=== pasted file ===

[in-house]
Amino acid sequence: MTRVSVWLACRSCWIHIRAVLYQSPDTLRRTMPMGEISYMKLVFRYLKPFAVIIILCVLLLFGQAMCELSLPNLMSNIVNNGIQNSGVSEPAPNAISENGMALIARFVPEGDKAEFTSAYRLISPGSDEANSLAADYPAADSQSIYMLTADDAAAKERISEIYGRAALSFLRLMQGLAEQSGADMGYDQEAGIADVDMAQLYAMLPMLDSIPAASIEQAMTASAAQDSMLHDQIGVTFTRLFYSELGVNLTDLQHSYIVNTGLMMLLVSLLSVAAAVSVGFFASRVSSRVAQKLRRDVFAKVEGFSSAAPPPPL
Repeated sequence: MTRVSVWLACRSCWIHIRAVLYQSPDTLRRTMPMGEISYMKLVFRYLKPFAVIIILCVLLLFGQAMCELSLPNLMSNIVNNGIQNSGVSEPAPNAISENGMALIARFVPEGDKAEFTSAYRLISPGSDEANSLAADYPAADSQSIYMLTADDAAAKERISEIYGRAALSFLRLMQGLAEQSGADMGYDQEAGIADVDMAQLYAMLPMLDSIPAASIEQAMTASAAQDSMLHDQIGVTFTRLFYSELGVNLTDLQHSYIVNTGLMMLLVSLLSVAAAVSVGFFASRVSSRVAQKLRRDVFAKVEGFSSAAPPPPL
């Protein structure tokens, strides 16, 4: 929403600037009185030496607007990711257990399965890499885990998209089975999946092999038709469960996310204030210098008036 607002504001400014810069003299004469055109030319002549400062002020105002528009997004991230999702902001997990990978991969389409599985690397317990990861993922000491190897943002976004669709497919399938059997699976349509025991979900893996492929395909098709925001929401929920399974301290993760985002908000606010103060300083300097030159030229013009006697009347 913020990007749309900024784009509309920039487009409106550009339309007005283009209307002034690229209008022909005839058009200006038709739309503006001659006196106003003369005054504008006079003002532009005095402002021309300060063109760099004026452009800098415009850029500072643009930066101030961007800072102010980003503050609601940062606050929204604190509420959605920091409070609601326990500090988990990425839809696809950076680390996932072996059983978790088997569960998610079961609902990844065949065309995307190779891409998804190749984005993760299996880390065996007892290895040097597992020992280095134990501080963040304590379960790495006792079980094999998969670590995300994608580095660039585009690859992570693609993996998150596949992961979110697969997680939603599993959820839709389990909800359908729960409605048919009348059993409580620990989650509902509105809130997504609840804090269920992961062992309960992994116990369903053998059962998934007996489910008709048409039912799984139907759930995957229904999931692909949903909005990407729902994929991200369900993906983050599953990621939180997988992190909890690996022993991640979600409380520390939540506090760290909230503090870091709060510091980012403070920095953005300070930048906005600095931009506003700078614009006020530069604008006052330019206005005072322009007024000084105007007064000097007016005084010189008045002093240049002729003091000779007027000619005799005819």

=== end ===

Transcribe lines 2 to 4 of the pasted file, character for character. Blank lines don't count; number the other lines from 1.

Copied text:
Amino acid sequence: MTRVSVWLACRSCWIHIRAVLYQSPDTLRRTMPMGEISYMKLVFRYLKPFAVIIILCVLLLFGQAMCELSLPNLMSNIVNNGIQNSGVSEPAPNAISENGMALIARFVPEGDKAEFTSAYRLISPGSDEANSLAADYPAADSQSIYMLTADDAAAKERISEIYGRAALSFLRLMQGLAEQSGADMGYDQEAGIADVDMAQLYAMLPMLDSIPAASIEQAMTASAAQDSMLHDQIGVTFTRLFYSELGVNLTDLQHSYIVNTGLMMLLVSLLSVAAAVSVGFFASRVSSRVAQKLRRDVFAKVEGFSSAAPPPPL
Repeated sequence: MTRVSVWLACRSCWIHIRAVLYQSPDTLRRTMPMGEISYMKLVFRYLKPFAVIIILCVLLLFGQAMCELSLPNLMSNIVNNGIQNSGVSEPAPNAISENGMALIARFVPEGDKAEFTSAYRLISPGSDEANSLAADYPAADSQSIYMLTADDAAAKERISEIYGRAALSFLRLMQGLAEQSGADMGYDQEAGIADVDMAQLYAMLPMLDSIPAASIEQAMTASAAQDSMLHDQIGVTFTRLFYSELGVNLTDLQHSYIVNTGLMMLLVSLLSVAAAVSVGFFASRVSSRVAQKLRRDVFAKVEGFSSAAPPPPL
């Protein structure tokens, strides 16, 4: 929403600037009185030496607007990711257990399965890499885990998209089975999946092999038709469960996310204030210098008036 607002504001400014810069003299004469055109030319002549400062002020105002528009997004991230999702902001997990990978991969389409599985690397317990990861993922000491190897943002976004669709497919399938059997699976349509025991979900893996492929395909098709925001929401929920399974301290993760985002908000606010103060300083300097030159030229013009006697009347 913020990007749309900024784009509309920039487009409106550009339309007005283009209307002034690229209008022909005839058009200006038709739309503006001659006196106003003369005054504008006079003002532009005095402002021309300060063109760099004026452009800098415009850029500072643009930066101030961007800072102010980003503050609601940062606050929204604190509420959605920091409070609601326990500090988990990425839809696809950076680390996932072996059983978790088997569960998610079961609902990844065949065309995307190779891409998804190749984005993760299996880390065996007892290895040097597992020992280095134990501080963040304590379960790495006792079980094999998969670590995300994608580095660039585009690859992570693609993996998150596949992961979110697969997680939603599993959820839709389990909800359908729960409605048919009348059993409580620990989650509902509105809130997504609840804090269920992961062992309960992994116990369903053998059962998934007996489910008709048409039912799984139907759930995957229904999931692909949903909005990407729902994929991200369900993906983050599953990621939180997988992190909890690996022993991640979600409380520390939540506090760290909230503090870091709060510091980012403070920095953005300070930048906005600095931009506003700078614009006020530069604008006052330019206005005072322009007024000084105007007064000097007016005084010189008045002093240049002729003091000779007027000619005799005819």